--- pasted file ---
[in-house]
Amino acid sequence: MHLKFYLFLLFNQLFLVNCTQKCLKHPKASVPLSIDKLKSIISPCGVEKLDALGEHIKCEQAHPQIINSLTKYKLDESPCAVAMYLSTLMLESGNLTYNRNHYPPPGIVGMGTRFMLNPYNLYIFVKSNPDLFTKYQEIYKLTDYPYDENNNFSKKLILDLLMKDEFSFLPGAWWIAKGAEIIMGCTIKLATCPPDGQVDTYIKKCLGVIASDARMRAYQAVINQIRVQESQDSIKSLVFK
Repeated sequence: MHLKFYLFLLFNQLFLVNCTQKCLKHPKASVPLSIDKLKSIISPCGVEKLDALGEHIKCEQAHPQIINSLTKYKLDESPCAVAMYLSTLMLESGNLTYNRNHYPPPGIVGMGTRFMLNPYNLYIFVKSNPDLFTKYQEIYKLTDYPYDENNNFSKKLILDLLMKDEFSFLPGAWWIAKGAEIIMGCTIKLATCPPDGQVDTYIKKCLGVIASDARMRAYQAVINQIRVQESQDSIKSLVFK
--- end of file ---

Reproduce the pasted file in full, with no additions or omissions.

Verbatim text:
[in-house]
Amino acid sequence: MHLKFYLFLLFNQLFLVNCTQKCLKHPKASVPLSIDKLKSIISPCGVEKLDALGEHIKCEQAHPQIINSLTKYKLDESPCAVAMYLSTLMLESGNLTYNRNHYPPPGIVGMGTRFMLNPYNLYIFVKSNPDLFTKYQEIYKLTDYPYDENNNFSKKLILDLLMKDEFSFLPGAWWIAKGAEIIMGCTIKLATCPPDGQVDTYIKKCLGVIASDARMRAYQAVINQIRVQESQDSIKSLVFK
Repeated sequence: MHLKFYLFLLFNQLFLVNCTQKCLKHPKASVPLSIDKLKSIISPCGVEKLDALGEHIKCEQAHPQIINSLTKYKLDESPCAVAMYLSTLMLESGNLTYNRNHYPPPGIVGMGTRFMLNPYNLYIFVKSNPDLFTKYQEIYKLTDYPYDENNNFSKKLILDLLMKDEFSFLPGAWWIAKGAEIIMGCTIKLATCPPDGQVDTYIKKCLGVIASDARMRAYQAVINQIRVQESQDSIKSLVFK